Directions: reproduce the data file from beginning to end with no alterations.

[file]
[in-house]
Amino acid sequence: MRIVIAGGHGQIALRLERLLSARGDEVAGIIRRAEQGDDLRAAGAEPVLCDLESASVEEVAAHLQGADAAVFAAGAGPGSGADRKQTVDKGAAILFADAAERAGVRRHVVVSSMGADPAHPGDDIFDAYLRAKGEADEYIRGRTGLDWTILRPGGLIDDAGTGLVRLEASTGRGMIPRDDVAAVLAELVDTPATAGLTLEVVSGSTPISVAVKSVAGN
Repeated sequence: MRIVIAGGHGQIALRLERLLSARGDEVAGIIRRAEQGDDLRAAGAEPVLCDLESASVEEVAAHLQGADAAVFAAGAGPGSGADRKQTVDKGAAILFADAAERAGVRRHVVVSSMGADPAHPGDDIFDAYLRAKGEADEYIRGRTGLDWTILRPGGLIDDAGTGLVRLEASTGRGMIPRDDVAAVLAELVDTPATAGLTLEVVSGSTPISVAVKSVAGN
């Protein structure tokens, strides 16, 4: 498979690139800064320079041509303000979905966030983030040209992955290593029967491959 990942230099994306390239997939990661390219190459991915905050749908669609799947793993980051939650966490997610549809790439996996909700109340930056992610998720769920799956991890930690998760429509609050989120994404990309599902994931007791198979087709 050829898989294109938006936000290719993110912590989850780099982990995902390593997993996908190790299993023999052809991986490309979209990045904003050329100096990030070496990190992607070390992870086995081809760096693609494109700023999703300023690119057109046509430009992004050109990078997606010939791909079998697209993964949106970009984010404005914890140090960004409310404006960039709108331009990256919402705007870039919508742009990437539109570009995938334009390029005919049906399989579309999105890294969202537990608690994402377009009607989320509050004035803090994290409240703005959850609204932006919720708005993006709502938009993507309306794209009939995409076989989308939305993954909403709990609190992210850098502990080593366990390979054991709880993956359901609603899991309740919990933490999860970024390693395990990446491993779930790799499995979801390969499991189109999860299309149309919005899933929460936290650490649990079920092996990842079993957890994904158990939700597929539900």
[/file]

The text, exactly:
[in-house]
Amino acid sequence: MRIVIAGGHGQIALRLERLLSARGDEVAGIIRRAEQGDDLRAAGAEPVLCDLESASVEEVAAHLQGADAAVFAAGAGPGSGADRKQTVDKGAAILFADAAERAGVRRHVVVSSMGADPAHPGDDIFDAYLRAKGEADEYIRGRTGLDWTILRPGGLIDDAGTGLVRLEASTGRGMIPRDDVAAVLAELVDTPATAGLTLEVVSGSTPISVAVKSVAGN
Repeated sequence: MRIVIAGGHGQIALRLERLLSARGDEVAGIIRRAEQGDDLRAAGAEPVLCDLESASVEEVAAHLQGADAAVFAAGAGPGSGADRKQTVDKGAAILFADAAERAGVRRHVVVSSMGADPAHPGDDIFDAYLRAKGEADEYIRGRTGLDWTILRPGGLIDDAGTGLVRLEASTGRGMIPRDDVAAVLAELVDTPATAGLTLEVVSGSTPISVAVKSVAGN
């Protein structure tokens, strides 16, 4: 498979690139800064320079041509303000979905966030983030040209992955290593029967491959 990942230099994306390239997939990661390219190459991915905050749908669609799947793993980051939650966490997610549809790439996996909700109340930056992610998720769920799956991890930690998760429509609050989120994404990309599902994931007791198979087709 050829898989294109938006936000290719993110912590989850780099982990995902390593997993996908190790299993023999052809991986490309979209990045904003050329100096990030070496990190992607070390992870086995081809760096693609494109700023999703300023690119057109046509430009992004050109990078997606010939791909079998697209993964949106970009984010404005914890140090960004409310404006960039709108331009990256919402705007870039919508742009990437539109570009995938334009390029005919049906399989579309999105890294969202537990608690994402377009009607989320509050004035803090994290409240703005959850609204932006919720708005993006709502938009993507309306794209009939995409076989989308939305993954909403709990609190992210850098502990080593366990390979054991709880993956359901609603899991309740919990933490999860970024390693395990990446491993779930790799499995979801390969499991189109999860299309149309919005899933929460936290650490649990079920092996990842079993957890994904158990939700597929539900």